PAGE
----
Understanding the ocean from the Hawaiian perspective

The Maui News
Friday, March 17, 2006

VIEWPOINT By CHARLES K. MAXWELL

A March 13 letter about culling turtles and sharks is typical of a society that wants to kill everything around us that might cause us harm.

As the kanaka maoli member of the State Shark Task Force since 1991, I heard "kill all the sharks" after a fatal shark attack at Olowalu. I was completely against it and said at that time, "If the responsible shark is found that caused the attack, then hunt it down right away, with the proper prayers it could be killed and the skin be donated to a hula halau."

The other members of the Shark Task Force did not agree and promoted the killing of big tiger sharks by "great white hunters." I was completely upset and at a news conference held outside of the Shark Task Force meeting, I resigned. The story made national news.

I did not say it was all right to kill a shark if prayers were offered. Years later, I was asked to come back on the State Shark Task Force, which I did.

Jean Michel Cousteau, the French oceanic explorer came to Maui after Marti Morrell was attacked by a shark in Olowalu. Cousteau addressed members of the state Department of Land and Natural Resources, which was conducting shark hunts, and stated that whenever a large tiger shark is removed from the ocean, many smaller sharks with "many small bites" take its place.

If nature's balance is interrupted by removing large sharks, the entire food chain is affected. The tiger, being the top predator of the ocean, has evolved to eliminate the dead, dying and injured in the ocean, preventing it from being a cesspool.

A very interesting study was conducted by a member of the shark task force. Tim Holland, working from Oahu's Coconut Island, spent nine years tagging tiger sharks. He found that if a shark caused an attack, hours later it could be miles away. It could travel to the next island in a day. This proves that sharks, tigers at least, are not territorial and will not hang around after an attack.

In some cases, human victims are cases of mistaken identity. The splashing sound that people make in the water simulates a creature in distress, attracting the shark. After the first bite, the shark backs away, realizing it might not be prey or follows a normal habit of coming back back to check if the "prey" is dead. That explains why so many shark attacks are not fatal.

As for setting physical boundaries for any animal population that has grown too large, should this apply to humans because of our overpopulation? The ocean is not the natural element of humans; if it were, we would have been born with gills. Should man try to regulate the planet to suit his existence? That's outrageous, because man is only one species among many on this planet.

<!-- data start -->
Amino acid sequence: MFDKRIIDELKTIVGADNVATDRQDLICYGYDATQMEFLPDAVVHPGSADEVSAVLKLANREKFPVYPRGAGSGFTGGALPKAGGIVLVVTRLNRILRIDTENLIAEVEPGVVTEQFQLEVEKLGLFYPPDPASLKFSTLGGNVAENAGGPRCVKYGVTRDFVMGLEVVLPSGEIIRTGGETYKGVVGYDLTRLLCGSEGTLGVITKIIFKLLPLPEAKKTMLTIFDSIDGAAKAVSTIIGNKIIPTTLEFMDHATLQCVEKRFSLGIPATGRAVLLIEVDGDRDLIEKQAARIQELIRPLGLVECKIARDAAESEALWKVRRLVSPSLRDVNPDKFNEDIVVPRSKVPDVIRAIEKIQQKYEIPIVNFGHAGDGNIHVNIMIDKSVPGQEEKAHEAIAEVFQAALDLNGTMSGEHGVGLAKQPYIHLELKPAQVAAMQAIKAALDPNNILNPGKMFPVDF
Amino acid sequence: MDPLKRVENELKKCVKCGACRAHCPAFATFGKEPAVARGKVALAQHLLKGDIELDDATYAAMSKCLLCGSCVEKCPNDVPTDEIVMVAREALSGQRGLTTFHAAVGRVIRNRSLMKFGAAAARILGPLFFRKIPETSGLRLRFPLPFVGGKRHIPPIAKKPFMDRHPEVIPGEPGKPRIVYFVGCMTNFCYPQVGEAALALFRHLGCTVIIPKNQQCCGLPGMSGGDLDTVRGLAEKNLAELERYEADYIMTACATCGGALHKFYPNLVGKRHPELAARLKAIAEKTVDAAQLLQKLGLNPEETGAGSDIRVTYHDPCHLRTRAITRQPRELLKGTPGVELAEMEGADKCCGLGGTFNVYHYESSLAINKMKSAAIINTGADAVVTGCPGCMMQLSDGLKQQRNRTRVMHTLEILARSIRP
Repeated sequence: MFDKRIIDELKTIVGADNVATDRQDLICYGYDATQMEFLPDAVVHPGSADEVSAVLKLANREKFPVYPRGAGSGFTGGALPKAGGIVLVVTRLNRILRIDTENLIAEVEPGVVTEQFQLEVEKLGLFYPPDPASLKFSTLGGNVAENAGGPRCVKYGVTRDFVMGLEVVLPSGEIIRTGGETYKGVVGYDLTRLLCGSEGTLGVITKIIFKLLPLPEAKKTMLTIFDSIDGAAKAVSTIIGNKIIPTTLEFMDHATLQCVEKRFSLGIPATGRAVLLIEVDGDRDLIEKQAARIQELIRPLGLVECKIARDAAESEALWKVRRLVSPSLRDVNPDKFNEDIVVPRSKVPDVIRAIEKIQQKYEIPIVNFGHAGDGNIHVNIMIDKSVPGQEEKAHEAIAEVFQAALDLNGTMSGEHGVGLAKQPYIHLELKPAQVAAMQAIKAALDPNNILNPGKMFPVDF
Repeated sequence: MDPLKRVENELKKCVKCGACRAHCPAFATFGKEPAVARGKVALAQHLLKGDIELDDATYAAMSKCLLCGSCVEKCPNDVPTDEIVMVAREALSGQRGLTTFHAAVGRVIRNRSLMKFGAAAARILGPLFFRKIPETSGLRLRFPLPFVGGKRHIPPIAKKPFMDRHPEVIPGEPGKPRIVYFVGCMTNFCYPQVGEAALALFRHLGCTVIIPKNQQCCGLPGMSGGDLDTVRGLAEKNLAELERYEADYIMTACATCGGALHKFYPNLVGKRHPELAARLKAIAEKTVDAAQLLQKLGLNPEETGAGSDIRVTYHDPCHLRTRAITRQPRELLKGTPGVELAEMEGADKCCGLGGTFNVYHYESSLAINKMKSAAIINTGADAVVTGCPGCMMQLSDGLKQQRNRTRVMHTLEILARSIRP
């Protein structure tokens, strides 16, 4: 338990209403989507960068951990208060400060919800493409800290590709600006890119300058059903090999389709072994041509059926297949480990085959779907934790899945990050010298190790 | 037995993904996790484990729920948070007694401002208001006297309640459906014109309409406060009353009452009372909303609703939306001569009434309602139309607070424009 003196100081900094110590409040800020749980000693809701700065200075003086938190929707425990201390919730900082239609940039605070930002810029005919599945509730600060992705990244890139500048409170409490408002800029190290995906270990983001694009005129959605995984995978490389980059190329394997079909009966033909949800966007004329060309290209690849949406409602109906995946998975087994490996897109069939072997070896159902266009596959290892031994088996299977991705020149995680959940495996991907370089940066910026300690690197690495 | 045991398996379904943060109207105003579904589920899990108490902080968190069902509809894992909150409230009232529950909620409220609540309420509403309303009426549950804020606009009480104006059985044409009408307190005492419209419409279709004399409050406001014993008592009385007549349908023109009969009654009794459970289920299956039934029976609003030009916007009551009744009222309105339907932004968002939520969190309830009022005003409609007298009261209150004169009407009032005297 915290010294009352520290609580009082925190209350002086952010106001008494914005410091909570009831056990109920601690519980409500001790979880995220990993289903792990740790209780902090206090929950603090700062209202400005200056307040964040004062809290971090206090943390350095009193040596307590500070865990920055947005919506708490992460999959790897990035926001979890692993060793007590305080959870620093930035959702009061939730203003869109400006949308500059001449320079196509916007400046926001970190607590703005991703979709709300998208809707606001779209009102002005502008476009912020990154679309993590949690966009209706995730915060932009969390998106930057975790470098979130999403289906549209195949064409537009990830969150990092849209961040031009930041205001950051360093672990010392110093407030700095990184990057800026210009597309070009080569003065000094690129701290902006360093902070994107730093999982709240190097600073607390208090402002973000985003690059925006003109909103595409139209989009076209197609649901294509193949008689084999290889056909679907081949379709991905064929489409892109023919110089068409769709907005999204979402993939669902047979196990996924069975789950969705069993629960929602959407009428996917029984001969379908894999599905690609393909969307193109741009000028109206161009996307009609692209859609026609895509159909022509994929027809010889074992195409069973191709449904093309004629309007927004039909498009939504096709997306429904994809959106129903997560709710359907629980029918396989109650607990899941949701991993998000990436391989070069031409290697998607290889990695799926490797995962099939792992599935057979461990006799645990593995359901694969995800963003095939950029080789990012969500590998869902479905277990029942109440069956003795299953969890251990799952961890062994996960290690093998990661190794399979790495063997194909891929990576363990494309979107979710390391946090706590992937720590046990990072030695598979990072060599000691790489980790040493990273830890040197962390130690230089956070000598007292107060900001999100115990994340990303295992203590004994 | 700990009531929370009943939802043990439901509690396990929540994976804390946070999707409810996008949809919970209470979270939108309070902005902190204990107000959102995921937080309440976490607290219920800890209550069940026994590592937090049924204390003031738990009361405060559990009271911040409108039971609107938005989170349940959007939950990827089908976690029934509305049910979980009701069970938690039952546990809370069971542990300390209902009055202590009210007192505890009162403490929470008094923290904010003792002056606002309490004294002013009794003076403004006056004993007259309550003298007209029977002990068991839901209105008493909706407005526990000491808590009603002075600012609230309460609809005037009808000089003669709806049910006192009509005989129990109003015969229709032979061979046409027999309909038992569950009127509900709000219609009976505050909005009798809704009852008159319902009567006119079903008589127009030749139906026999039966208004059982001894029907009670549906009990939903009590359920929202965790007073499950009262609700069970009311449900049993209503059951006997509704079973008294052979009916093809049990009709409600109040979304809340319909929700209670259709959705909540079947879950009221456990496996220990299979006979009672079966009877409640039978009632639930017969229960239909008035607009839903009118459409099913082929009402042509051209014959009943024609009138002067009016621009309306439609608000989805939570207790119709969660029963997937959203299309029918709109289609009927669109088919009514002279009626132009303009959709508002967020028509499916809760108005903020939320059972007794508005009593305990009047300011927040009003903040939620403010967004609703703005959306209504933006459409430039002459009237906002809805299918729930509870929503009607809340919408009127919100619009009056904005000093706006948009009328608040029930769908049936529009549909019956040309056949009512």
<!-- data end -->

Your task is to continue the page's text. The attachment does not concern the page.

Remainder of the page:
Living in Hawaii, we must think "island." We are surrounded by an ocean filled with creatures that have survived for millions of years, much longer than mankind. We must be aware of the ocean with its undertow, riptides, corals, poison shells, jellyfish and thousands of things that can harm humans.

If you worry about your grandkids, then the answer is simply teaching them now how to respect the ocean and make them realize at a young age that the ocean is not a bathtub. There are people at this moment who are 200 yards out in the ocean, no matter what the conditions are. The main thing is that they have to get their daily swim. They are an "accident" waiting to happen.

The following might be some life-saving points to remember when entering the ocean:

  • Never go into the ocean if the water is murky and you are not familiar with the currents.
  • Hawaiians teach children never to urinate in the ocean because sharks are attracted to urea and blood, of course. No matter what, women should never go into the ocean while in their menstrual period. For Hawaiians, it is a cultural insult to do so.
  • Sharks can attack even in perfect conditions because they might be feeding on nearby prey or are pregnant and very irritable during this time.

In ancient times, Hawaiians would look for wiliwili trees are in bloom. That would indicate that the sharks are biting. The problem today is that the trees are gone, replaced by progress.

Twenty-seven years ago, the state restricted the taking of turtles big mistake. What they should have done was stop the commercial taking of turtles and allow the taking for home consumption by Native Hawaiians. Yes, there is an overpopulation of turtles that might be attracting the sharks. Turtles are their No. 2 choice of food. Seals are No. 1. Humans are not on their menu, if it were there would be numerous attacks every day throughout Hawaii with the thousands of people in the water daily.

The question was asked, "What are the criteria for being an aumakua? If you have to ask that question, then you are not qualified to hear the answer.

All that said, enjoy the ocean, but be maka'ala (watchful).

Charles Kauluwehi Maxwell Sr. is a cultural adviser, kahu and the kanaka maoli member of the state Shark Task Force. He lives in Pukalani.

Copyright © 2005 The Maui News.

Original article URL: http://www.mauinews.com/story.aspx?id=17882


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